# For which values of $d$ does $x - d\tanh(x) = 0$ have a positive solution?

For which $d$ values does the equation $$x - d\tanh(x) = 0$$ have a positive solution?

I have tried rearranging this a number of different ways using the exponential form and and using hyperbolic trig identities but I am not entirely sure what I am looking for exactly.

Am I trying to find a positive solution for $x=d\tanh(x)$? How am I supposed to relate $d$ and $x$?

EDIT: I have a provided answer of $d = \frac{1}{\operatorname{sech}^2(x)} > 1$.

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The question asks you to list all the possible values for $d$ such that there exists some $x>0$ such that $x-d\tanh x=0.$ Since $\tanh$ is $0$ only at $0$, the equation arranges to $$x\coth(x)=d.$$

So basically you want to find the range of $x\coth(x)$ subject to $x>0.$

Edit: I'm unsure what the new question means exactly, but it seems to be: For all values of $x>0$ such that $\displaystyle x-\frac{\tanh(x)}{\operatorname{sech}^2(x)}=0,$ return $d=\frac{1}{\operatorname{sech}^2 x}.$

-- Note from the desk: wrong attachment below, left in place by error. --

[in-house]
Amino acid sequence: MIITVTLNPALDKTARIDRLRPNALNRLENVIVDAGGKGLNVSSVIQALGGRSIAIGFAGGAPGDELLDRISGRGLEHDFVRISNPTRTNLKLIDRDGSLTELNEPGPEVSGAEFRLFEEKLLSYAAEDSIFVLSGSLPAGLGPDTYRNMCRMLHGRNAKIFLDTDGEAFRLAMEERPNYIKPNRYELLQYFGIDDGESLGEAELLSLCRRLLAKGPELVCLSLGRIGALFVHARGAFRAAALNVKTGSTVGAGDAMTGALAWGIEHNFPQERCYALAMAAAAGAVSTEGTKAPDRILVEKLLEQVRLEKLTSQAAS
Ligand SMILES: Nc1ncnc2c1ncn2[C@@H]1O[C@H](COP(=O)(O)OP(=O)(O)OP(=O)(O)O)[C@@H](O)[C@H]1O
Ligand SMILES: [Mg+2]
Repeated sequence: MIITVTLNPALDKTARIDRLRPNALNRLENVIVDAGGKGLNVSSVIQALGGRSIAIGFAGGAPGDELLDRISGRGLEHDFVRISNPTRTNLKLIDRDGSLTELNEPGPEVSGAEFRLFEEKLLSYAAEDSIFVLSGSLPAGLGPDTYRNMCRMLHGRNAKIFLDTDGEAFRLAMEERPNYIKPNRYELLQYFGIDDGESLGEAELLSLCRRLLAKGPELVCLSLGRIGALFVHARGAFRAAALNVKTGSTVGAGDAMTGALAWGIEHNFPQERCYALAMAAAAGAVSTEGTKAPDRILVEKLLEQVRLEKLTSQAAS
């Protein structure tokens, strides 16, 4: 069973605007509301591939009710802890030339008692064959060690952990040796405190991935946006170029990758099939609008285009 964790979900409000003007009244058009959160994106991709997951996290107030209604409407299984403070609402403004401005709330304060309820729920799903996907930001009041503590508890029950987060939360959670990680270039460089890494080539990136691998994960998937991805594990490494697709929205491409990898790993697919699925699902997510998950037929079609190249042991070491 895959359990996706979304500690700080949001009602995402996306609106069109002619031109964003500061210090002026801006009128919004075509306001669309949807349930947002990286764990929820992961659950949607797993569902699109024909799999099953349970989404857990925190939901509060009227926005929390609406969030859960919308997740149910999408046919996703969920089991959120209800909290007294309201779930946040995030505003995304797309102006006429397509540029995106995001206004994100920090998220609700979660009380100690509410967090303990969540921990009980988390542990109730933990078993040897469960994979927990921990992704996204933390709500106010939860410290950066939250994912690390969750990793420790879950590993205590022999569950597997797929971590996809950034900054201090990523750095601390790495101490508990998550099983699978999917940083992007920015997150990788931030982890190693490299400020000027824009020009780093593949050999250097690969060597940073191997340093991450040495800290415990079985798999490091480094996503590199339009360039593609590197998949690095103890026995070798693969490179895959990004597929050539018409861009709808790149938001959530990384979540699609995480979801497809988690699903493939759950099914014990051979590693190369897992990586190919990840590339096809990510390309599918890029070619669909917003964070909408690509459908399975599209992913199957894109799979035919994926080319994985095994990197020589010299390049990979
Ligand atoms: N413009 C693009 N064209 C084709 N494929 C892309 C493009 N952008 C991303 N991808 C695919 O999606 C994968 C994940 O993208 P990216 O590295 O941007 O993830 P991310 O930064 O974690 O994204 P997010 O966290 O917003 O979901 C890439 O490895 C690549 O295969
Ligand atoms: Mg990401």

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I have a provided answer of $d = \frac{1}{sech^2(x)} > 1$, I should have mentioned. – stariz77 Jun 13 '12 at 14:17

As you've discovered, any $d>1$ suffices, as the tangent line of $\tanh(x)$ at $x=0$ is $y=x$, and the derivative of $\tanh(x)$ is strictly increasing on $(0,\infty)$. This generalizes to any function $f(x)$ with these properties, not just $\tanh(x)$.

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Since $d=0$ is not admissible in your problem, you can remark that your equation is equivalent to $$\frac{x}{d} = \tanh x.$$ Sketch the graph of $y=\tanh x$: you are looking for the angular coefficients of those straight lines from the origin that intersect this graph at points with positive abscissae. It shouldn't be too hard to give the answer.

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